Description: The goal is the development of materials that are highly sensitive and selective for chid chemicals and biochemical (such as insecticides, herbicides, proteins, and nerve agents) to be used as sensors, catalysts and separations membranes. Molecular modeling methods are being used to tailor chiral molecular recognition sites with high affinity and selectivity for specified agents. The work focuses on both silicate and non-silicate materials modified with chirally-pure fictional groups for the catalysis or separations of enantiomerically-pure molecules. Surfactant and quaternary amine templating is being used to synthesize porous frameworks, containing mesopores of 30 to 100 angstroms. Computer molecukw modeling methods are being used in the design of these materials, especially in the chid surface- modi~ing agents. Molecular modeling is also being used to predict the catalytic and separations selectivities of the modified mesoporous materials. The ability to design and synthesize tailored asymmetric molecular recognition sites for sensor coatings allows a broader range of chemicals to be sensed with the desired high sensitivity and selectivity. Initial experiments target the selective sensing of small molecule gases and non-toxic model neural compounds. Further efforts will address designing sensors that greatly extend the variety of resolvable chemical species and forming a predictive, model-based method for developing advanced sensors.
Date: November 1, 1998
Creator: Jia, S.; Nenoff, T.M.; Provencio, P.; Qiu, Y.; Shelnutt, J.A.; Thoma, S.G. et al.
Partner: UNT Libraries Government Documents Department

Analysis of wolves and sheep. Final report

Description: In evaluating speaker verification systems, asymmetries have been observed in the ease with which people are able to break into other people`s voice locks. People who are good at breaking into voice locks are called wolves, and people whose locks are easy to break into are called sheep. (Goats are people that have a difficult time opening their own voice locks.) Analyses of speaker verification algorithms could be used to understand wolf/sheep asymmetries. Using the notion of a ``speaker space``, it is demonstrated that such asymmetries could arise even though the similarity of voice 1 to voice 2 is the same as the inverse similarity. This explains partially the wolf/sheep asymmetries, although there may be other factors. The speaker space can be computed from interspeaker similarity data using multidimensional scaling, and such speaker space can be used to given a good approximation of the interspeaker similarities. The derived speaker space can be used to predict which of the enrolled speakers are likely to be wolves and which are likely to be sheep. However, a speaker must first enroll in the speaker key system and then be compared to each of the other speakers; a good estimate of a person`s speaker space position could be obtained using only a speech sample.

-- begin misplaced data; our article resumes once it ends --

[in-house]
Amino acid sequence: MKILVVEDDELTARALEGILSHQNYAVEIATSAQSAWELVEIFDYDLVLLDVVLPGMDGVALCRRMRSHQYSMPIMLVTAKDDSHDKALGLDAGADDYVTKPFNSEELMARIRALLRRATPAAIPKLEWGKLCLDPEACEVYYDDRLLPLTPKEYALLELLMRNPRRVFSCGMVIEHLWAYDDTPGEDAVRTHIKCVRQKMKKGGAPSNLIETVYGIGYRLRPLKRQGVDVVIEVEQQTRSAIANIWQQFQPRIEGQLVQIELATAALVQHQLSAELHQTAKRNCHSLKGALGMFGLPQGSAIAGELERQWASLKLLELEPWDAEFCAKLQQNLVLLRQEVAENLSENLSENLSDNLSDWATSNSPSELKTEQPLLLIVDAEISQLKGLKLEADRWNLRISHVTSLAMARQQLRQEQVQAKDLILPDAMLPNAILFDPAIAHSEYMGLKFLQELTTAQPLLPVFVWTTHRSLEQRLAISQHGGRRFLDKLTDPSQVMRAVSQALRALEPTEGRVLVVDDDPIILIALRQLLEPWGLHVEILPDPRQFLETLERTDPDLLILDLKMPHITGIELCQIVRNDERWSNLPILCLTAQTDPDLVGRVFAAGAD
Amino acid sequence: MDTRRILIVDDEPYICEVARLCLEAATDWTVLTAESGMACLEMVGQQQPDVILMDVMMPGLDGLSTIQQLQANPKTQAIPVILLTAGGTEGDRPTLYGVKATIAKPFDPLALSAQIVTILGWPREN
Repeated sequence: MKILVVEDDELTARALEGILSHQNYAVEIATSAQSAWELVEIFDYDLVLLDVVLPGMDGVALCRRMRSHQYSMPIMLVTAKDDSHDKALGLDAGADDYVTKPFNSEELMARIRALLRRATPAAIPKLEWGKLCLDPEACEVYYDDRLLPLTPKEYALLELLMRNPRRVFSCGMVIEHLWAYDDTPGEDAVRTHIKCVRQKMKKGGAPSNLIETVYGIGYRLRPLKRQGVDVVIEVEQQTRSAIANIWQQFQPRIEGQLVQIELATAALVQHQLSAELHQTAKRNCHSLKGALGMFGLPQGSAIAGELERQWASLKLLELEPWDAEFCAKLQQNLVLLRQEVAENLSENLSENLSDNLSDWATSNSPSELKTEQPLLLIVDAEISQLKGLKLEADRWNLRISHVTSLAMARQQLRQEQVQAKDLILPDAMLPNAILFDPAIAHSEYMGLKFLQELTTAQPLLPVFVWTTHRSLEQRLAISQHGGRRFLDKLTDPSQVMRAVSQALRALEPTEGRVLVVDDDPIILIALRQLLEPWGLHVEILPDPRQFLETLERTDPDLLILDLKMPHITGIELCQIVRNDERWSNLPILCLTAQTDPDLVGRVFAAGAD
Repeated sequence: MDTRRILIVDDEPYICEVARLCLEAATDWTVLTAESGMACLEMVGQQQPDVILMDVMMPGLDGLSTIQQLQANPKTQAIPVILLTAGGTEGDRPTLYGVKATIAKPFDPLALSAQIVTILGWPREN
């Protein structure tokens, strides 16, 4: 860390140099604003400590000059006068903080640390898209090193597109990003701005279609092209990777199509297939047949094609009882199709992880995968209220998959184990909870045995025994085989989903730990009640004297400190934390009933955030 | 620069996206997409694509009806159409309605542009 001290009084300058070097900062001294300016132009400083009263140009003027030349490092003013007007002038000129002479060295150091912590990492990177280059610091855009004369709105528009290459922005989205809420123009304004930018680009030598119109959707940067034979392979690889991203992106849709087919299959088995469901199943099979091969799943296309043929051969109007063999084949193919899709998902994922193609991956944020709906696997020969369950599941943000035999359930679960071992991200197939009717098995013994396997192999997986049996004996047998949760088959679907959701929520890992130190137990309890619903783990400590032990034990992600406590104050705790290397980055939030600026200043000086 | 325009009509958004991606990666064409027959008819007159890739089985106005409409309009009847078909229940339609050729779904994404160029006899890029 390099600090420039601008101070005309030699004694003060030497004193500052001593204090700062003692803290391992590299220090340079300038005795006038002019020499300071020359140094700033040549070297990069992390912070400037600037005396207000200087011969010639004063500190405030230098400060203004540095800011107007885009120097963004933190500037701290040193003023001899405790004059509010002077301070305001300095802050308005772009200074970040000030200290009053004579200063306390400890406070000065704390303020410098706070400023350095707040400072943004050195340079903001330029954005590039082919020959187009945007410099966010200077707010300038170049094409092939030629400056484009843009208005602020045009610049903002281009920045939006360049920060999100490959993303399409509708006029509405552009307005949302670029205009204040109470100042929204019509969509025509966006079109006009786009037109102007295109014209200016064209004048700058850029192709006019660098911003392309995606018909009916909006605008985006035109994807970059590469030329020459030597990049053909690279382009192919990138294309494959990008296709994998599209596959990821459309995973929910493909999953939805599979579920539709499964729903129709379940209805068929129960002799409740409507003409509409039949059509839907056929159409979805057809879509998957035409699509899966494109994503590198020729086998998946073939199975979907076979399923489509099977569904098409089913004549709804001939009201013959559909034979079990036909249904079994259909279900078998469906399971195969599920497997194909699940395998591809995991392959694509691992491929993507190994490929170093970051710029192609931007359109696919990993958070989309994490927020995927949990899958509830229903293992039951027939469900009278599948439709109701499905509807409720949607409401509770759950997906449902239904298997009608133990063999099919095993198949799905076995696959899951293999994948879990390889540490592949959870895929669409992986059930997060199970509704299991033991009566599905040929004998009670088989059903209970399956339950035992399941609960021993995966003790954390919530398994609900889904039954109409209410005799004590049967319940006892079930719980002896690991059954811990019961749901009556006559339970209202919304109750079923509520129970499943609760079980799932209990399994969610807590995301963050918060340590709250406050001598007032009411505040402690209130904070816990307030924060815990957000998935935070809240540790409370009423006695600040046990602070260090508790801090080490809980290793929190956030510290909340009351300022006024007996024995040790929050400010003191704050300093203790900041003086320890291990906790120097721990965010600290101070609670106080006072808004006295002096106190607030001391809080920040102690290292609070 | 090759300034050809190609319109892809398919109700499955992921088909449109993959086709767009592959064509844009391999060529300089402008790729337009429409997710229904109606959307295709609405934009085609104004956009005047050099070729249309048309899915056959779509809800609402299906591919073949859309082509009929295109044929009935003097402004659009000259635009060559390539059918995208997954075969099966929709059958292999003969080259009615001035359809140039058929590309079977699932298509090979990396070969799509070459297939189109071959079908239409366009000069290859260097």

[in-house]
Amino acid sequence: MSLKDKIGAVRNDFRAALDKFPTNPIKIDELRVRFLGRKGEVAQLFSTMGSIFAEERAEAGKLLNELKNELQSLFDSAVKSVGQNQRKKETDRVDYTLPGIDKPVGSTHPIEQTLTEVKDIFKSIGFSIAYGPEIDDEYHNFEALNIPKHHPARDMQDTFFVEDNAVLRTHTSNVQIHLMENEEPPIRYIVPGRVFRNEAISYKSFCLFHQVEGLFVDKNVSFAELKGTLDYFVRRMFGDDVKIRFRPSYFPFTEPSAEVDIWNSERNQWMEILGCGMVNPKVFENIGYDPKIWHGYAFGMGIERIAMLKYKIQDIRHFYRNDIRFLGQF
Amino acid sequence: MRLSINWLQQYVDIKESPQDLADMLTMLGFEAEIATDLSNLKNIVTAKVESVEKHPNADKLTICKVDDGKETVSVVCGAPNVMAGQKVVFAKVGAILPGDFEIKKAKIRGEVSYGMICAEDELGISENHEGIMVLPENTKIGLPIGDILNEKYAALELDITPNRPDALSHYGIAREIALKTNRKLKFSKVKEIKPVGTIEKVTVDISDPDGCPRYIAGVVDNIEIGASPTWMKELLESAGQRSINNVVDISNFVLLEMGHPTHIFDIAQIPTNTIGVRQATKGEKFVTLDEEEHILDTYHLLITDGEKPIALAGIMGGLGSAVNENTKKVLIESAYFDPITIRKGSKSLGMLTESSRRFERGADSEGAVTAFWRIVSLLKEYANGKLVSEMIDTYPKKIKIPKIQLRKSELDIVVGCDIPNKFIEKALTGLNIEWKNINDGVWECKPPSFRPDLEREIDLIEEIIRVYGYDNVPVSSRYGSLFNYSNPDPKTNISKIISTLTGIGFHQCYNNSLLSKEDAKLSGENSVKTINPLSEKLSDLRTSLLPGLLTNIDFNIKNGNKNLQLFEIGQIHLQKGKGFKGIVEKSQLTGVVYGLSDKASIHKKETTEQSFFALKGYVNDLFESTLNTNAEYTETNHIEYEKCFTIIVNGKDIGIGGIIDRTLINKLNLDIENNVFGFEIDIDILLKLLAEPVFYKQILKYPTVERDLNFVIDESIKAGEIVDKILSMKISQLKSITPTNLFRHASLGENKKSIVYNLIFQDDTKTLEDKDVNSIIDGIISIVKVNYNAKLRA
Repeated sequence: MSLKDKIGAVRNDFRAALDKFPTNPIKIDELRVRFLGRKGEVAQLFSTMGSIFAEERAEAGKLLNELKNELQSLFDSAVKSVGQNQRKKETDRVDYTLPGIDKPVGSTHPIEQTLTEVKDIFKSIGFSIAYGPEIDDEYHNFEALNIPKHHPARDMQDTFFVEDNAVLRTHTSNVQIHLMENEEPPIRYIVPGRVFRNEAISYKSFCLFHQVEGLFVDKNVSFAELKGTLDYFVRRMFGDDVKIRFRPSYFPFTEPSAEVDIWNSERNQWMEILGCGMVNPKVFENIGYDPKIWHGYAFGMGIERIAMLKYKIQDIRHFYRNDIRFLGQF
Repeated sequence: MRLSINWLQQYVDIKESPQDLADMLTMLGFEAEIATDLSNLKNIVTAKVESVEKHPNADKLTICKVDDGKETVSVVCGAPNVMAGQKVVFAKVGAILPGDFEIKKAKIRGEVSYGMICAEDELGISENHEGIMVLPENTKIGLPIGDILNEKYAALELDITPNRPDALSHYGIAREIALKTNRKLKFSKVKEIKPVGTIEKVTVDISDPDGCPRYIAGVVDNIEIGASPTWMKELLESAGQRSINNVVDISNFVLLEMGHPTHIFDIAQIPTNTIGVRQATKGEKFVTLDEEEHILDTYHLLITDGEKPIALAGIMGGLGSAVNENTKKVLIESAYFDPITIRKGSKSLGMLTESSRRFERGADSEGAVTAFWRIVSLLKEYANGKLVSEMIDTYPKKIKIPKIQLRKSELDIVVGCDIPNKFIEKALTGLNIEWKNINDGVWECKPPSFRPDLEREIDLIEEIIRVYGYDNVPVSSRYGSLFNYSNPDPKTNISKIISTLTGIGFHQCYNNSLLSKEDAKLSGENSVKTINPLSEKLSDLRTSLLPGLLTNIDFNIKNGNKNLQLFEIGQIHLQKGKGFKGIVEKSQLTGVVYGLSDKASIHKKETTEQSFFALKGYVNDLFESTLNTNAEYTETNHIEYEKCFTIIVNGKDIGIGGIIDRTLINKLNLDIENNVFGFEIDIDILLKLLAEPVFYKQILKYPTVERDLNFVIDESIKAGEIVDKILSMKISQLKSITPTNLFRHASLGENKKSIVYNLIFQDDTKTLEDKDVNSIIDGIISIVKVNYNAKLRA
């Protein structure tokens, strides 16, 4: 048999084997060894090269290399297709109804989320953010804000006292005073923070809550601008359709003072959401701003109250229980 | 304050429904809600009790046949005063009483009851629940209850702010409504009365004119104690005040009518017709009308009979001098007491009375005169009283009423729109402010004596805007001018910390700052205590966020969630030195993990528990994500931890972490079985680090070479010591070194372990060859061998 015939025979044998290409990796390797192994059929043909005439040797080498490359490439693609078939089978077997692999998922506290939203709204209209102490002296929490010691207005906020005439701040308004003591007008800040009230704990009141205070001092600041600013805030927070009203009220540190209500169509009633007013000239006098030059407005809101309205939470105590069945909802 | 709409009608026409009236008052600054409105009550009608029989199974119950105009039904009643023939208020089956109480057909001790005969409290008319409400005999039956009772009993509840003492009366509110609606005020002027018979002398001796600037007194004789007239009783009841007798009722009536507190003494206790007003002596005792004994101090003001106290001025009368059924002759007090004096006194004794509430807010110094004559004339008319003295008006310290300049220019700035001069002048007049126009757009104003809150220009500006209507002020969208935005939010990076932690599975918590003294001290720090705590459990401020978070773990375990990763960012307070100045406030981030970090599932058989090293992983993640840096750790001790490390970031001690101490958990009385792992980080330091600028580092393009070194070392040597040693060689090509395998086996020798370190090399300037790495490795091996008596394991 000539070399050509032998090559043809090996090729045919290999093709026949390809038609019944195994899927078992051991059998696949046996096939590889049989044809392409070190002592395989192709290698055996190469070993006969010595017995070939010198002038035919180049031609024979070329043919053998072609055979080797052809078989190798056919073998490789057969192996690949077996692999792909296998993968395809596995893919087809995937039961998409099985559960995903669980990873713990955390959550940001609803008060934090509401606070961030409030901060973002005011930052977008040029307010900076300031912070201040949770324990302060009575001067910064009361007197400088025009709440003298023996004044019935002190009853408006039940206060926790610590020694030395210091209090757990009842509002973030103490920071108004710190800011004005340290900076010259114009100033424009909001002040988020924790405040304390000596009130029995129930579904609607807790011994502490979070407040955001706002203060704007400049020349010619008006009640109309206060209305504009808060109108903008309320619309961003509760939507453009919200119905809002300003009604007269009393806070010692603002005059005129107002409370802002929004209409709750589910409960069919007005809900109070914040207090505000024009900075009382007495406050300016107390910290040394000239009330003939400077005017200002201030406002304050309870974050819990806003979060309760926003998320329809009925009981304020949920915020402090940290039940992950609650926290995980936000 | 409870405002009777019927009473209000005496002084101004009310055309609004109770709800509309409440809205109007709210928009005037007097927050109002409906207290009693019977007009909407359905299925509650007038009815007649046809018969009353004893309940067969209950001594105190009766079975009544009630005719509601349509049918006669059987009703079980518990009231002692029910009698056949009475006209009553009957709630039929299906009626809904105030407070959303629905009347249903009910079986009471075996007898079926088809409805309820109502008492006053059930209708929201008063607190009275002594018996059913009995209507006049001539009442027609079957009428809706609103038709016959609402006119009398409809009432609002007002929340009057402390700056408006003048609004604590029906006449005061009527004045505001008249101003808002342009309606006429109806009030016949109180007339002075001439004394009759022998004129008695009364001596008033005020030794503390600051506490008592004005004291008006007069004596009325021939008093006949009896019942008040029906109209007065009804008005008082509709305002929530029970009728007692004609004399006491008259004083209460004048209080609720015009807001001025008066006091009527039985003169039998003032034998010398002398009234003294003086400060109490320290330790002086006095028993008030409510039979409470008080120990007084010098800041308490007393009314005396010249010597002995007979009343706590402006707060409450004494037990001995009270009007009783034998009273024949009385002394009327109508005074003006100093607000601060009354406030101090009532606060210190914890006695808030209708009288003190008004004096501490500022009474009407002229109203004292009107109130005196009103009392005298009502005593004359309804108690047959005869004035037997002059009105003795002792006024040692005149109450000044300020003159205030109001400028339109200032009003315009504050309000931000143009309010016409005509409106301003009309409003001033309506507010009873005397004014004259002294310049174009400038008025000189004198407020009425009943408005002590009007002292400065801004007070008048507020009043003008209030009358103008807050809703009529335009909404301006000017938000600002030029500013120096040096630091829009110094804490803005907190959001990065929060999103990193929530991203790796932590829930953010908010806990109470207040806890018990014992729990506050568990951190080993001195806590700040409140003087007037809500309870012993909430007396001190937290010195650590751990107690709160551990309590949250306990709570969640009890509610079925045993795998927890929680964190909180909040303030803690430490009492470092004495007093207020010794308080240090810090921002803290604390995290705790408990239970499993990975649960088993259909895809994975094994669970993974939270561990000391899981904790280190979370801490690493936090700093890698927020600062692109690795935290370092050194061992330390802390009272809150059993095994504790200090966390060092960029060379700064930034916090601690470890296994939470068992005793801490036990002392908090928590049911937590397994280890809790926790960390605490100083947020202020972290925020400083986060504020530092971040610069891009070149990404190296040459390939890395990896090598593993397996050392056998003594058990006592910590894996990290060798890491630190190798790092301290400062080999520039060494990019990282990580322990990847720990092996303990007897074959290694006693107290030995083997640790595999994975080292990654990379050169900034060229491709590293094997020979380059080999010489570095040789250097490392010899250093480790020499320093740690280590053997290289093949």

Date: August 1, 1997
Creator: Hogden, J.; Papcun, G.; Zlokarnik, I. & Nix, D.
Partner: UNT Libraries Government Documents Department

Shape from equal thickness contours

Description: A unique imaging modality based on Equal Thickness Contours (ETC) has introduced a new opportunity for 3D shape reconstruction from multiple views. We present a computational framework for representing each view of an object in terms of its object thickness, and then integrating these representations into a 3D surface by algebraic reconstruction. The object thickness is inferred by grouping curve segments that correspond to points of second derivative maxima. At each step of the process, we use some form of regularization to ensure closeness to the original features, as well as neighborhood continuity. We apply our approach to images of a sub-micron crystal structure obtained through a holographic process.
Date: May 10, 1998
Creator: Cong, G. & Parvin, B.
Partner: UNT Libraries Government Documents Department

Practical Cursive Script Recognition

Description: This research focused on the off-line cursive script recognition application. The problem is very large and difficult and there is much room for improvement in every aspect of the problem. Many different aspects of this problem were explored in pursuit of solutions to create a more practical and usable off-line cursive script recognizer than is currently available.
Date: August 1995
Creator: Carroll, Johnny Glen, 1953-
Partner: UNT Libraries

Examining the Relationship between Variability in Acquisition and Variability in Extinction

Description: Using the "revealed operant" technique, variability during acquisition and extinction was examined with measures of response rate and a detailed analysis of response topography. During acquisition, subjects learned to emit four response patterns. A continuous schedule of reinforcement (CRF) for 100 repetitions was used for each pattern and a 30 min extinction phase immediately followed. One group of subjects learned the response patterns via a "trial-and-error" method. This resulted in a wide range of variability during acquisition and extinction. Only one subject emitted a substantial amount of resurgent behavior. A second group of subjects was given instructions on what keys to press to earn reinforcers. This group had less variability in acquisition and extinction and resurgent responding was prevalent.
Date: December 1997
Creator: Neff, Bryon (Bryon R.)
Partner: UNT Libraries

Signal analysis approach to ultrasonic evaluation of diffusion bond quality